From photography classes to wardrobe design workshops, nonprofit Fashion Fights Cancer is sprucing up the healing process through trendsetting initiatives.
“You can look at Fashion Fights Cancer as a sanctuary,” says founder Ty Canty. The organization, which offers a variety of fashion-focused therapeutic programs for cancer warriors and thrivers, has become a staple both online and in its homebase of New York City. But Canty says its origins grew not just out of a desire to give back, but out of his own health scare.
In 2004, Canty found a cyst. Although the cyst was benign, Canty said the experience of potentially having cancer still scared him.
“It caused me to have panic attacks,” he recalls. “I was interested to see if any other patients had the same effects. If they were diagnosed with cancer, or maybe if they had a cancer scare, did that have that same sweating? Did they start to lose their hair? Did they panic?”
Once Canty began volunteering at Beth Israel Hospital in Boston, he soon learned that most of the cancer patients were facing similar psychological effects from their diagnosis. “I think that doctors do a tremendous job of treating actual cancer,” Canty begins. “But it made me think [that] it would be great if there was an organization to address the psychological and emotional parts of the cancer.”
Fashion Fights Cancer was born.
The core of Fashion Fights Cancer is their classes. The organization works with international designers from New York Fashion Week to create hands-on experiences for cancer warriors and thrivers. Some may learn to make accessories or clothing. They’ll learn how to make a mood board or how to sew or how to cut fabric, among other skills. They also launched photography classes where patients can learn skills from professional photographers.
Canty describes the classes and workshops as therapeutic.
“I think when anyone is diagnosed with cancer, this tremendous fear, anxiety is somewhat of a burden for the patient,” Canty explains. “One of the things that I learned that was so profound [from] one of the women in a class is they just want to be treated how they were before they were diagnosed with cancer.”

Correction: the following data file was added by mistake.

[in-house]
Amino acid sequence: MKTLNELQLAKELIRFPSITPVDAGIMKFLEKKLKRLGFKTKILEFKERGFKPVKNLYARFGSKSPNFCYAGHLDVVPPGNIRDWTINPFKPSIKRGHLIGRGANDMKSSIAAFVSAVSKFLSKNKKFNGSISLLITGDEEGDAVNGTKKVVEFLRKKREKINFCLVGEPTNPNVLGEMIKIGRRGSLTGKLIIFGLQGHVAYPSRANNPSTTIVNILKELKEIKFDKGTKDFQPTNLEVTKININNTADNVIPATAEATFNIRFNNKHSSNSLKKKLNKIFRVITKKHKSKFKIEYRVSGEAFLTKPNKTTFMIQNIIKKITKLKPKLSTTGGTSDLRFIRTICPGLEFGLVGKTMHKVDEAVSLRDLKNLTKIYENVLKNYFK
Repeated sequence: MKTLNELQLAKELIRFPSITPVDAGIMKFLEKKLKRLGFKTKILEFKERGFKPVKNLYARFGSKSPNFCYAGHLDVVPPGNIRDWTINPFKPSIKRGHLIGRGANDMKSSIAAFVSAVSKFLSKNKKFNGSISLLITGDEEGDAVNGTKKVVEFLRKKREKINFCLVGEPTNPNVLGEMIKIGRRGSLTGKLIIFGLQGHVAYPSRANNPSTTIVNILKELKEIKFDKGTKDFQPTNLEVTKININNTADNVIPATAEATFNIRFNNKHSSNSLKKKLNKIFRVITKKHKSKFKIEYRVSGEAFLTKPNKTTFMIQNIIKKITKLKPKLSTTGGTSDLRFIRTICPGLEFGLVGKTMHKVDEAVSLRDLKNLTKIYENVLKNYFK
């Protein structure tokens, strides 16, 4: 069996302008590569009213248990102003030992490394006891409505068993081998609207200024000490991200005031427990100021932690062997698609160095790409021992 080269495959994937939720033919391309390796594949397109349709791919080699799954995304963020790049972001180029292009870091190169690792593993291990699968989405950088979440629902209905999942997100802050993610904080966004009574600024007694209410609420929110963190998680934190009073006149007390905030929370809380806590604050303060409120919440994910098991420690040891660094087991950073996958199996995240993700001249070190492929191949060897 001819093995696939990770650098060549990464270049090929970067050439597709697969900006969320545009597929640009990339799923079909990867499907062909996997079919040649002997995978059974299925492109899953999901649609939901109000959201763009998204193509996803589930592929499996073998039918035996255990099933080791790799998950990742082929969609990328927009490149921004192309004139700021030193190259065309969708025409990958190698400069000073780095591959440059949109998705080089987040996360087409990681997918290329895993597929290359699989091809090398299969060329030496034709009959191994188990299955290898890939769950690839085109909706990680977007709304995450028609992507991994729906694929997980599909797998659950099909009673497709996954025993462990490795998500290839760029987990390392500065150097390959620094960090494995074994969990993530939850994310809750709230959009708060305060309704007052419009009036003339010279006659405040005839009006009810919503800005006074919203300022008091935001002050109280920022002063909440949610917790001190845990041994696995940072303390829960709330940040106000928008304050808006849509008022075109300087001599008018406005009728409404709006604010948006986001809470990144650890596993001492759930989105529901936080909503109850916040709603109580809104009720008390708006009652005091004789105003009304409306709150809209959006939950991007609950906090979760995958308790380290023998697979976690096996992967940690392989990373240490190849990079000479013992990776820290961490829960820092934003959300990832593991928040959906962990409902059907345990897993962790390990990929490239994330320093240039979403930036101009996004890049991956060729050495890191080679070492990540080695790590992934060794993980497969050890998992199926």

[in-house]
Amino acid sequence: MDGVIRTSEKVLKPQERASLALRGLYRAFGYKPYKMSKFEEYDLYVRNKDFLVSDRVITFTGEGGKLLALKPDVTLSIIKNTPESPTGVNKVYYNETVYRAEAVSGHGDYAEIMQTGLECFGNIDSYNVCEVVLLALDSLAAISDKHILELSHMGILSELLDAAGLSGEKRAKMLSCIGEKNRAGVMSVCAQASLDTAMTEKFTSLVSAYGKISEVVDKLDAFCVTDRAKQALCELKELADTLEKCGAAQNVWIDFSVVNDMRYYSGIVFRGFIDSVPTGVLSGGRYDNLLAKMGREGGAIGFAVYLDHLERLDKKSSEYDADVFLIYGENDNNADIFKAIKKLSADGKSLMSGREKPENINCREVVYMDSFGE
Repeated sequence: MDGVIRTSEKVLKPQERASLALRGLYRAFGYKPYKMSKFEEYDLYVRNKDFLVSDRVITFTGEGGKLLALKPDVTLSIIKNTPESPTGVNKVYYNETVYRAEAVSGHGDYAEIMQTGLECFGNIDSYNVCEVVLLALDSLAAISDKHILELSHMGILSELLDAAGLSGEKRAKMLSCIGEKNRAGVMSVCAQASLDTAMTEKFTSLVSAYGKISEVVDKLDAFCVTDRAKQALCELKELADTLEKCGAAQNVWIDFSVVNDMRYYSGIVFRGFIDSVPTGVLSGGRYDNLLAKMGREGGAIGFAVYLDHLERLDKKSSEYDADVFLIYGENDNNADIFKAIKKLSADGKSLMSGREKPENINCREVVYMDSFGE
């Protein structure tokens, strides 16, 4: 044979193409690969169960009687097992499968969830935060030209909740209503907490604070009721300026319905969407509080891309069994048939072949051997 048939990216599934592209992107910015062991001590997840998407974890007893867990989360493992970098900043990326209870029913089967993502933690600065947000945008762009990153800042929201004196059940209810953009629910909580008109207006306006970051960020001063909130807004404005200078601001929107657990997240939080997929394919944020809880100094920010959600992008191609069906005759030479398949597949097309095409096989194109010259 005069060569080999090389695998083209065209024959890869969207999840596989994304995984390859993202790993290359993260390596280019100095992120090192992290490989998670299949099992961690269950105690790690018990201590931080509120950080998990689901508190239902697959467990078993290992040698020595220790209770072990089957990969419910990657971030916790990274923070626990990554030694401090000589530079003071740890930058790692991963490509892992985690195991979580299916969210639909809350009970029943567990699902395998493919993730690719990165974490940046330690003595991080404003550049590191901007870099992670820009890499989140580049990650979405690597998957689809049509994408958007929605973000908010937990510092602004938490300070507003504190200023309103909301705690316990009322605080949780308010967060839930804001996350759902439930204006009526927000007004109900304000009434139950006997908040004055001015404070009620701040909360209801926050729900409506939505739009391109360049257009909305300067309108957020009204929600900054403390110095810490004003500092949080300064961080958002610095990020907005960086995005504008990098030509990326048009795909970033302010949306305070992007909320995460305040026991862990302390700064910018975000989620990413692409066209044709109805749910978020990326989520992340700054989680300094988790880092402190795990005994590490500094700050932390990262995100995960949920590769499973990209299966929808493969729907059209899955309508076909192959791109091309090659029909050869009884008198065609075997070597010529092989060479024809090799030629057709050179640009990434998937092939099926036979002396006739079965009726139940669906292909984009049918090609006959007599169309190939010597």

FFC also provides warriors and thrivers the opportunity to do safe physical activities and create something tangible. “Anytime you’re using your hands, you’re creating,” Canty adds. “You’re not just thinking about what you’re going through. I think that’s really helpful.
But most importantly, FFC’s programming helps foster community where it’s often difficult to find. For many younger thrivers and warriors who struggle to relate to the conversations and people in support groups, FFC may just be the right fit. Here, fashion makers and lovers can come together and make something outside of themselves. “It builds a kinship. It builds a family of people that you’re surrounded around and built with the same situation,” adds Canty. “You’re more comfortable, you’re more open.”
Due to the COVID-19 pandemic, Fashion Fights Cancer’s programming was moved to online. However, unlike other organizations which solely rely on in-person interactions to foster audience and community, FFC soon learned turning digital was a greater benefit for its audience. Virtual classes reach more people around the globe and allow the most vulnerable warriors and thrivers to stay safe and comfortable. “I think the hidden blessing of COVID, if there is one, is that it [allows] us to reach other people,” says Canty. Participants during the pandemic came from such distant countries as Poland and Germany, expanding FFC’s mission beyond its New York City homebase.
Outside of their traditional classes, FFC has begun expanding its initiatives. Its National Contributor Program works with designers, photographers, editors, models and other experts to give back. This can range from teaching one-off workshops to designing limited-edition products. They’ve also launched the FFC Therapy podcast where guests can discuss topical news and events. Past guests have included designers Jason Wu and Francesca Liberatore.
Another one of their major initiatives moving forward is to bridge the gender gap in discussions about cancer and men. As Cancer Wellness has frequently reported, the discrepancies for men regarding screenings, time of diagnosis and the psychological ramifications of cancer remain dire. “Sometimes, we as men can be kind of difficult, especially about going to get checkups,” Canty admits. “We have this false bravado sometimes, like we don’t need to get checked up or go to the hospital.”
But organizations like FFC continue to do the hard work of connecting to an audience more likely to brush off concerns about their health rather than stay aware of it. In response to these statistics, FFC has launched a watch program for men that teaches them how to create their timepieces. Not only do participants leave with a beautiful piece of craftsmanship they made themselves, they also are reminded of the importance of time, the passage of it and how it ultimately affects their own physical and mental health.
As the global cancer community continues to grow, so too does the need for organizations like Fashion Fights Cancer. “Fashion has tremendous power,” Canty says. “It’s a business medium that everyone shares, whether you wear expensive clothes or not-so-expensive clothes. We all need clothing, food and shelter.” We also need community, something FFC provides in abundance.
For more information on Fashion Fights Cancer, visit fashionfightscancer.org.